I was recently fired from a company. My old boss just contacted me with work-related questions. Should I answer?

Updated on : December 6, 2021 by Emmitt Rich



I was recently fired from a company. My old boss just contacted me with work-related questions. Should I answer?

This has happened to me before. I was the office manager / IT administrator for a husband and wife company. When I started working for them, we had bonuses if certain productivity goals were met. This was in the "employee handbook" that was given to me when I signed my employment contract. (They insisted on including us as contractors and not as employees)

About a year later, the husband and wife began to divorce. They each took it out on the employees and it was not a pleasant experience. One day I got a call from a friend telling me that he had just been fired by husband b

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This has happened to me before. I was the office manager / IT administrator for a husband and wife company. When I started working for them, we had bonuses if certain productivity goals were met. This was in the "employee handbook" that was given to me when I signed my employment contract. (They insisted on including us as contractors and not as employees)

About a year later, the husband and wife began to divorce. They each took it out on the employees and it was not a pleasant experience. One day I got a call from a friend telling me that the husband had just fired him because his wife originally hired him and he questioned his loyalty. It reminded me that the wife hired me too, so it was only a matter of time until I was fired. I thanked my friend and told him to feel free to use me as a reference when requesting this or that company. Brian said he hadn't even thought about who he was going to work for yet, so why was he suggesting that company? I told him that my best friend is one of the managers of the company and that I would hire him on the spot if he used me as a reference.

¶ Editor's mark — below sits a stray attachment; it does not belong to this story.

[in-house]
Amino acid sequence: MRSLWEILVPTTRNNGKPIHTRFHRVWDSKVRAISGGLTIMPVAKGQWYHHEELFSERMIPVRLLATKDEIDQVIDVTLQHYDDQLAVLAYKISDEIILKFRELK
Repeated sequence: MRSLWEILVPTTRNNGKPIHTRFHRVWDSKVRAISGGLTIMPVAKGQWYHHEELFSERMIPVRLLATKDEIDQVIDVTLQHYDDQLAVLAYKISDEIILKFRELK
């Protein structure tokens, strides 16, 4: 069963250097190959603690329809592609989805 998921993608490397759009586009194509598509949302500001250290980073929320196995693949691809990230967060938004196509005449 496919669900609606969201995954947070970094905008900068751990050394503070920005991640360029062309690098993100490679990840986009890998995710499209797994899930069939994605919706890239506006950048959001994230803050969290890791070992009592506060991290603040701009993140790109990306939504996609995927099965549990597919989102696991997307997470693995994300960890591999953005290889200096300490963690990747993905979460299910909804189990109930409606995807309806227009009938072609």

About a week later, I met the required metrics to earn 3 different bonuses. I emailed the owner informing him of the metrics and how he had earned the bonus as described in the manual. The owner said that I did not meet the required metrics and therefore I would not get any bonuses. I pointed out the manual and told him which page had the metrics. This proved that I had earned the bonus and I asked when I could receive the check.

The next day, the owner came with someone he did not know and entered the office. He knew something was happening just because of his behavior. A few minutes later, the new guy came up to me and said they were letting me go. They asked me for my access credential and cryptographic cards. I gave it to him and left.

A couple of days later, I got a call from the owner. He told me that he cannot enter the server and that he needed an administrator to let him in. I pointed out to him that I no longer work for the company and that I wanted my earned bonuses, otherwise he can forget. He complained and spluttered, but finally relented. They told me to come in right away and they would write me a check for what they owed me.